Vol. 5, No. 3, 1999 Page 6

Violence: detecting its causes is critical

Doctors dealing with violent patients need to conduct thorough evaluations to rule out both common violence-causing disorders such as schizophrenia and substance abuse, and more rare disorders of the brain, psychiatrist Kenneth Tardiff cautions. Among the disorders that Tardiff notes can lead to bizarre and violent behavior:

Brain tumors. Tardiff cites the example of a teenager who began having temporal lobe seizures and "developed personality changes with aggressive behavior, emotional tension, and withdrawal." Doctors attributed his behavioral problems to his disruptive home life. Eventually, the boy developed depression and paranoid delusions. At age 19, he was hospitalized in a coma, and died shortly afterward. While performing his autopsy, doctors found the cause of his behavior changes: an astrocytoma (tumor) in the right hippocampus.

Brain infections. A good example, Tardiff says, is herpes simplex encephalitis, which "produces rage attacks, together with severe language deficits and memory loss and bizarre eating patterns, such as eating bedding and feces."

Toxins. Tardiff cites the case of a cat owner who applied a tick powder containing carbaryl to his cat twice a day for a month. The man first noticed a change in the cat, which became highly aggressive. When he mentioned this to a friend, Tardiff says, "his friend pointed out that he too had undergone a personality change," his once mild-mannered mood replaced by constant rage. The friend noted that the man had become verbally abusive to other people, and was physically abusing his cat. The man discontinued the use of the tick powder, and within a week, both he and his cat were back to normal.

Tardiff notes that exposure to organophosphate and carbamate insecticides "can produce irritability, paranoia, and violence, and exposure in animals... produces aggressive display and killing behavior."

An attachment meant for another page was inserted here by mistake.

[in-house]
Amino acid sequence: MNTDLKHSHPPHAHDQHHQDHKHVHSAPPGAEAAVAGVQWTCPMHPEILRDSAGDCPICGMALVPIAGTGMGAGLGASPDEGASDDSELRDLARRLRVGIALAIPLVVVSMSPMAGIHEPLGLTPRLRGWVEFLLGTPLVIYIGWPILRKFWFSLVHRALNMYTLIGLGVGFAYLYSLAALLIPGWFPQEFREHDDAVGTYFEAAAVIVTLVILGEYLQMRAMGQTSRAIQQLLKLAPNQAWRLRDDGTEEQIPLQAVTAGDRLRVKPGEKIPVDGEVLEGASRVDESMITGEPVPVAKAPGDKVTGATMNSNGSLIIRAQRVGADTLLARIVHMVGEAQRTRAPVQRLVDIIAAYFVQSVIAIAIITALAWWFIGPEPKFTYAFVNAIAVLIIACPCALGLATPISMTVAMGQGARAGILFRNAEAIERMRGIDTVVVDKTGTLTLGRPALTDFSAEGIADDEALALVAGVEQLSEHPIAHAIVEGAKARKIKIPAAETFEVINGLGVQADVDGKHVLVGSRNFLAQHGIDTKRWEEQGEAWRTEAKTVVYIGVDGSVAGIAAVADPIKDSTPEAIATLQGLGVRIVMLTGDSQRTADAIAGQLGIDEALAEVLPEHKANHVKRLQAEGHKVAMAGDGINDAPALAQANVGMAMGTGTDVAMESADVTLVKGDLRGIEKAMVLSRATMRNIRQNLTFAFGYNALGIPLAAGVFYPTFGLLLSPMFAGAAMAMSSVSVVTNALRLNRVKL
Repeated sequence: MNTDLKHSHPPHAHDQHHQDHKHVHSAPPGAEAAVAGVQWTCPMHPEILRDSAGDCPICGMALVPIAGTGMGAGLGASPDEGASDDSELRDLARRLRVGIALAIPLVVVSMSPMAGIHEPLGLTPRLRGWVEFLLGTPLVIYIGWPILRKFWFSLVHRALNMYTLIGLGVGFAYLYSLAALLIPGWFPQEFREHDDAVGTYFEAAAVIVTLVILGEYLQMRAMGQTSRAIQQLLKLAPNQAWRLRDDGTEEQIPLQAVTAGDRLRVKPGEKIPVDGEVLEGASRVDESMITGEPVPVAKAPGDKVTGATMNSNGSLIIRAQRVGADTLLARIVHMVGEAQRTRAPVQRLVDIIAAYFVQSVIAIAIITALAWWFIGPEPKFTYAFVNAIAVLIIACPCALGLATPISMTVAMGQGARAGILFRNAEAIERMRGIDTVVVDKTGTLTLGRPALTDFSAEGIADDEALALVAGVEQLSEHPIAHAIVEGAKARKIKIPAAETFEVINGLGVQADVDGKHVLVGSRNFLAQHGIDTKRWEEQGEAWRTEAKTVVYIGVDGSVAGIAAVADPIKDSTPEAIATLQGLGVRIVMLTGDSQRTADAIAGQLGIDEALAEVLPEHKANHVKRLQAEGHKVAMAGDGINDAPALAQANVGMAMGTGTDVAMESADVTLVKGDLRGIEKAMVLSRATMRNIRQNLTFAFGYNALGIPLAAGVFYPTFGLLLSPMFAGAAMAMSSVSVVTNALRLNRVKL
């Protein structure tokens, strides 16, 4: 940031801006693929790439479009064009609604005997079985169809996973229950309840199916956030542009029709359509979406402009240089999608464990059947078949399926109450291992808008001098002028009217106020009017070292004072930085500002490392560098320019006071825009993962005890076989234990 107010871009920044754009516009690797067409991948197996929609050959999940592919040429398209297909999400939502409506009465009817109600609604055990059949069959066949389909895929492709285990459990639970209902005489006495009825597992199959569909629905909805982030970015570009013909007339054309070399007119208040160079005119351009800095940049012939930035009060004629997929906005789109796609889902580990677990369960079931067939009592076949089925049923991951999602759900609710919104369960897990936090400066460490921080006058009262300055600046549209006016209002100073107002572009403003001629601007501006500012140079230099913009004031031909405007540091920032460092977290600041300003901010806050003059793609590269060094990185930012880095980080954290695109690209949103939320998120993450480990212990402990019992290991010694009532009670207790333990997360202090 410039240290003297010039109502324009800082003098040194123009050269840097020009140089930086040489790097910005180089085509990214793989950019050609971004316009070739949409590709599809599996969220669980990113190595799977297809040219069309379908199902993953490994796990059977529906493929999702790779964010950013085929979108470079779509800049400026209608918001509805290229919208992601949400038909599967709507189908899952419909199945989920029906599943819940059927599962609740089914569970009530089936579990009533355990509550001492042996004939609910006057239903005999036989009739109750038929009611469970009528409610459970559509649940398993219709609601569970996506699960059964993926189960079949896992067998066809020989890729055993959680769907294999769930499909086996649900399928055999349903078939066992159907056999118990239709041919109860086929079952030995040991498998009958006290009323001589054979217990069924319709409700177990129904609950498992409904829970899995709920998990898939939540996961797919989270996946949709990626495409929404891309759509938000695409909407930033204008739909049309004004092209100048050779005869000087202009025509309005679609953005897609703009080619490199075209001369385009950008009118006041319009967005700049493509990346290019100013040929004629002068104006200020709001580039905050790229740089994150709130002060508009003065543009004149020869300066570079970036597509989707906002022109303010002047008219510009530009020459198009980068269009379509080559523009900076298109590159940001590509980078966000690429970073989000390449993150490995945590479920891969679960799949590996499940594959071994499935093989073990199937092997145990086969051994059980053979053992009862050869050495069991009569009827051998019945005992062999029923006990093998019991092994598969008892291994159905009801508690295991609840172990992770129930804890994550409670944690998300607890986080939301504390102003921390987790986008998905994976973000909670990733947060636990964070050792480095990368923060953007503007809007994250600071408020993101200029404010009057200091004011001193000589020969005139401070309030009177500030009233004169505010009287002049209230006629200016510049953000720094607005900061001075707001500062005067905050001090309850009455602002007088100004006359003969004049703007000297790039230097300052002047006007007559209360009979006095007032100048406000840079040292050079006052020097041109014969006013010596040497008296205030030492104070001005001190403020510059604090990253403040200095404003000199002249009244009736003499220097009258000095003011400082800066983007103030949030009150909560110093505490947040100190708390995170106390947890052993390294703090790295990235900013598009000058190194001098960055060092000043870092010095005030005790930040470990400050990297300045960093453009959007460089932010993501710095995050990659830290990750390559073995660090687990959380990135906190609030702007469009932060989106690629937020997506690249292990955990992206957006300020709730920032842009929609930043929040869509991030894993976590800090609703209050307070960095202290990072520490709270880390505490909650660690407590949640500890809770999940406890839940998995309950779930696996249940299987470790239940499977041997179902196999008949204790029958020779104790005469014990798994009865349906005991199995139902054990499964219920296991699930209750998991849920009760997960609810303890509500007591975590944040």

Thyroid disorders. One case outlined by Tardiff involved a 31-year-old merchant seaman who had had most of his thyroid gland removed years earlier because of hyperthyroidism. He took thyroid medications, but was unable to obtain his medicine for several months. He became depressed and began suspecting that his shipmates were planning to rape him, and one night he stabbed a shipmate to death. When placed back on his thyroid medication, the man recovered fully from his delusions and hallucinations. A jury found him not guilty by reason of insanity.

Other disorders that can cause violence, Tardiff says, include Wilson's disease, Huntington's disease, hyperparathyroidism, vitamin deficiencies, limbic encephalitis, and sleep disorders. He notes that while these diseases generally present with clear-cut medical and neurological symptoms, "occasionally psychiatric symptoms may present alone with the aggression and violence, which points out the importance of complete medical psychiatric evaluations of patients who present with recent histories of violent behavior."


"Unusual diagnoses among violent patients," Kenneth Tardiff, Psychiatric Clinics of North America, Vol. 21, No. 3, September 1998, pp. 567-576. Address: Kenneth Tardiff, Department of Psychiatry, Cornell University Medical College, Box 140, 525 East 68th Street, New York, NY 10021.

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